After a moment’s thought, Plouffe replied, “Beauty is the brush of the artist or the lens of a photographer that brings all of it together.”

The subjective nature of both the question and answer led Plouffe to embark on many years of research into the topic of art and conservation. This week’s conversation at Colby culminates that research. Scholars in art, history, American studies and law will talk about how artists have influenced policymakers to embrace a land-protection ethic based on aesthetic values.

In addition to the contemporary artists, participants include art scholar and author John Wilmerding, professor emeritus in art and archaeology at Princeton University, Ron Tipton, executive director of the Appalachian Trail Conservancy, and Elizabeth Finch, a Colby College Museum of Art curator who worked on the Hartley exhibition.


They will talk about the inherent value of the natural world, how those values have changed over time and the value of aesthetic in the modern conservation movement.


Plouffe traces the involvement of artists in land conservation to the Hudson River School of painters, whose patriarch was Cole. In the early 1800s, Cole made deeply romantic images of an unspoiled Niagara Falls, even though the landscape wasn’t so wild at the time. Cole’s paintings didn’t show the factories, hotels and other development at the falls, but instead presented images of wild and untamed waters and lands.

David Little’s “View from Katahdin Lake,” painted from the north end of Katahdin Lake. Oil on canvas.

He wanted to keep it that way as much as possible, Plouffe said.

“He was not just painting pretty pictures. He was appalled at what was happening and embedded in those pictures numerous messages, from theology to philosophy and early conservation,” Plouffe said. “In the history of our country, painters were hugely important in gaining support among the general population and people of influence for protecting natural beauty in places like Acadia National Park and elsewhere.”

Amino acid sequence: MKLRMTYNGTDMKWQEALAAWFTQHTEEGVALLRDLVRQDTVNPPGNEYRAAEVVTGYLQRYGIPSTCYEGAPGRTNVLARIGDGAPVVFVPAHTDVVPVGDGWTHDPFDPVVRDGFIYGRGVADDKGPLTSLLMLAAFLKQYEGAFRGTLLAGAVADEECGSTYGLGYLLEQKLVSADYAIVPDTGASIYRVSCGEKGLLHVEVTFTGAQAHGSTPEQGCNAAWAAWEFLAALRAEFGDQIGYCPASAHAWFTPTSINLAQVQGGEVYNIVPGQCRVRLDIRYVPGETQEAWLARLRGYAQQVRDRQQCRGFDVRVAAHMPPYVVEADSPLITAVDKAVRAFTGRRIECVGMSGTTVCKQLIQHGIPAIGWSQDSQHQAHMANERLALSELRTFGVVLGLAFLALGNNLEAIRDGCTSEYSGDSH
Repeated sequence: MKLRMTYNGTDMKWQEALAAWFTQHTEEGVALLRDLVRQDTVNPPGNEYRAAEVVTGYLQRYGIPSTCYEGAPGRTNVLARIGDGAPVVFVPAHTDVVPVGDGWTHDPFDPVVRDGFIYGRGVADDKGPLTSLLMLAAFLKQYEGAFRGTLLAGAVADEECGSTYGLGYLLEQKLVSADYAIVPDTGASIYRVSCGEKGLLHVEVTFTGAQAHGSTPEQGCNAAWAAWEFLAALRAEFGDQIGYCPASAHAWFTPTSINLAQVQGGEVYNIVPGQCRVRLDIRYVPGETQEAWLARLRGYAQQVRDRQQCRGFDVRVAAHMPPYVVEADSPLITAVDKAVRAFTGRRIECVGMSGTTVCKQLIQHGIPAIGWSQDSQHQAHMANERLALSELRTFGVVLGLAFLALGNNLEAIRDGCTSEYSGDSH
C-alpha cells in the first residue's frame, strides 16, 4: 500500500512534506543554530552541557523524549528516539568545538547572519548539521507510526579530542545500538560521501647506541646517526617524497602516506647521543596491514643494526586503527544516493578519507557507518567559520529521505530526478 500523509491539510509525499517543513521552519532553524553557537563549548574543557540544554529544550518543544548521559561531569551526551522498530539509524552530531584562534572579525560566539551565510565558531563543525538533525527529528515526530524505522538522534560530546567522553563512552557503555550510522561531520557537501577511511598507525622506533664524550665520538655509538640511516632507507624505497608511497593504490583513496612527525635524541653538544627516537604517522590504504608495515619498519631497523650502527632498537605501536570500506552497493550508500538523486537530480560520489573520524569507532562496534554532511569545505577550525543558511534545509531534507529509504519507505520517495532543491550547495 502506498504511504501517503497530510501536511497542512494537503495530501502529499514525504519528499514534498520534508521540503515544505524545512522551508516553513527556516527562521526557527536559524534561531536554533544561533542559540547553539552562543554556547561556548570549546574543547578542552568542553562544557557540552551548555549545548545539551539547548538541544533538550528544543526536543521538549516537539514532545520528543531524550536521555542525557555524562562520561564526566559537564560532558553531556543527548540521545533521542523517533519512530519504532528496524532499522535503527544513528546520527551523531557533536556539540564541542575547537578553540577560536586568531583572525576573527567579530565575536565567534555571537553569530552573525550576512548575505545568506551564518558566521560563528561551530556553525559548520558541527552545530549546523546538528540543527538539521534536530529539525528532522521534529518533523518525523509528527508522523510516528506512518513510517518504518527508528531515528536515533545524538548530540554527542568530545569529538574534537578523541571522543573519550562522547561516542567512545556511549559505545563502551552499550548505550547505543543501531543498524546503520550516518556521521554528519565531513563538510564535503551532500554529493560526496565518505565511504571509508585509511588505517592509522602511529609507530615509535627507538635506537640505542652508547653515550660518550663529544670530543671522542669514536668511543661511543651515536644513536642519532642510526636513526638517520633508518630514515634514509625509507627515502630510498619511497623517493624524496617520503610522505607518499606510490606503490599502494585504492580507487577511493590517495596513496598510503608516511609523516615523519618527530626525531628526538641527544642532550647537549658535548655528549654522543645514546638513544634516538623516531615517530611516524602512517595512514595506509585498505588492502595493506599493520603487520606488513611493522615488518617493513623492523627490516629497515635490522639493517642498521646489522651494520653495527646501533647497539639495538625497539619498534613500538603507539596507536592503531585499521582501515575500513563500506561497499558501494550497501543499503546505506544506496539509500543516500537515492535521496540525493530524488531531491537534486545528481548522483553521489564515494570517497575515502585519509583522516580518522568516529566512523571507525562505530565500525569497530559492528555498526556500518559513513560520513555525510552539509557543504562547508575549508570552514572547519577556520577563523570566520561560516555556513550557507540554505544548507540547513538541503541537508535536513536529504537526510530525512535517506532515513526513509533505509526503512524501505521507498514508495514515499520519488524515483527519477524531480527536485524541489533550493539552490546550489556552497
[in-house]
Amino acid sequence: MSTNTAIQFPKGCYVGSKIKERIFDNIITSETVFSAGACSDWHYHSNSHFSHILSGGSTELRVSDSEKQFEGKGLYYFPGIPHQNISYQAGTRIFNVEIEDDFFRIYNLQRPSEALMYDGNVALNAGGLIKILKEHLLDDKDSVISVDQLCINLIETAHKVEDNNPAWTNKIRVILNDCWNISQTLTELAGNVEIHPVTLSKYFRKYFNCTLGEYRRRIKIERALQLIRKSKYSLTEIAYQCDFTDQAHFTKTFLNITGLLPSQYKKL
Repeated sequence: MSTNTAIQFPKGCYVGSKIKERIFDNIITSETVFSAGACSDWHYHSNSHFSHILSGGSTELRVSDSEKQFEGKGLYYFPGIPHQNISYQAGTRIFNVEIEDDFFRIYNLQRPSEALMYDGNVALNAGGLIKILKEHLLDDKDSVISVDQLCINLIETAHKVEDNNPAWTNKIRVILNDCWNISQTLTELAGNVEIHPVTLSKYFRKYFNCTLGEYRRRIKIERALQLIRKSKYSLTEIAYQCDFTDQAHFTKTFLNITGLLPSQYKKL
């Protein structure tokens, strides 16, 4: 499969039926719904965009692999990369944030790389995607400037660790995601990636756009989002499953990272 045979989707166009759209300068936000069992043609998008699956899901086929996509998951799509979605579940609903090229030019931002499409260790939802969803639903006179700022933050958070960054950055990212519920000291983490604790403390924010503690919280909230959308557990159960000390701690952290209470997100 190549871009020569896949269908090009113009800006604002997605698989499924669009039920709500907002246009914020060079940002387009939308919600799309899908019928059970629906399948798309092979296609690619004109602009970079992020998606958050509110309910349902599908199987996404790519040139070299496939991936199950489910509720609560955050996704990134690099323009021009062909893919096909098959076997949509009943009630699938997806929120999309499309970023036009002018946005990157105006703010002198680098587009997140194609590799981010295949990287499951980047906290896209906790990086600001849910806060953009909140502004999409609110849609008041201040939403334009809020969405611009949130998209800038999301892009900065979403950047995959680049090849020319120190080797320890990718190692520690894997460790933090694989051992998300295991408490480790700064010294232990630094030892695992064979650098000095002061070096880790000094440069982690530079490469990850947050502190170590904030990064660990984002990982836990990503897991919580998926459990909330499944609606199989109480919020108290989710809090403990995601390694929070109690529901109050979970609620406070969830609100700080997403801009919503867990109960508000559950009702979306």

From Church and Cole and other early American painters, the mantle of conservation passed to the photographers Watkins in the mid-1800s and later to Adams. Watkins’ photos were circulated in Washington, D.C., and New York City, presenting unimaginable images of the American West and planting the seed of an idea for what would become the national park system many years later, Plouffe said. Adams published beautiful pictures of the Yosemite Valley as a direct effort to save them.

“His books were pure advocacy,” Plouffe said.

Little, a Portland writer and painter who has raised money for preservation efforts at Katahdin and Acadia, will talk about the aesthetic of nature throughout American art and culture. During the effort to designate Katahdin Woods and Waters a national monument, philanthropist and conservationist Lucas St. Clair asked Little to contribute to a book touting the region’s natural beauty and making a case for its federal preservation.

It was a small publication, intended mostly for members of the Obama administration as they weighed their decision. When then-President Barack Obama announced the designation, he quoted directly from the book.

Little welled with pride.

“Knowing that the book was instrumental in helping them make up their minds in establishing a national monument was very gratifying,” he said.

Bob Keyes can be contacted at 791-6457 or at:


Twitter: pphbkeyes